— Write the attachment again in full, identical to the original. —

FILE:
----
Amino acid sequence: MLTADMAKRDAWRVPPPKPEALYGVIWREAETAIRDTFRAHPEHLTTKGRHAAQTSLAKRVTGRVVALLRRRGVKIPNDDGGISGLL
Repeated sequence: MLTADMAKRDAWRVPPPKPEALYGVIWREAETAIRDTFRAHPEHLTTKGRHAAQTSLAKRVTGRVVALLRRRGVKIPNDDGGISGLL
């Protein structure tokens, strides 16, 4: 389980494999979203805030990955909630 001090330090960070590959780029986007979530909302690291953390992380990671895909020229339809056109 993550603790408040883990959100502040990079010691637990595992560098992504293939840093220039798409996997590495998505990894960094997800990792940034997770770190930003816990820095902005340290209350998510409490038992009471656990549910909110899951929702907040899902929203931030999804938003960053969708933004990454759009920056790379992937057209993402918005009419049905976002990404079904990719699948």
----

Amino acid sequence: MLTADMAKRDAWRVPPPKPEALYGVIWREAETAIRDTFRAHPEHLTTKGRHAAQTSLAKRVTGRVVALLRRRGVKIPNDDGGISGLL
Repeated sequence: MLTADMAKRDAWRVPPPKPEALYGVIWREAETAIRDTFRAHPEHLTTKGRHAAQTSLAKRVTGRVVALLRRRGVKIPNDDGGISGLL
């Protein structure tokens, strides 16, 4: 389980494999979203805030990955909630 001090330090960070590959780029986007979530909302690291953390992380990671895909020229339809056109 993550603790408040883990959100502040990079010691637990595992560098992504293939840093220039798409996997590495998505990894960094997800990792940034997770770190930003816990820095902005340290209350998510409490038992009471656990549910909110899951929702907040899902929203931030999804938003960053969708933004990454759009920056790379992937057209993402918005009419049905976002990404079904990719699948």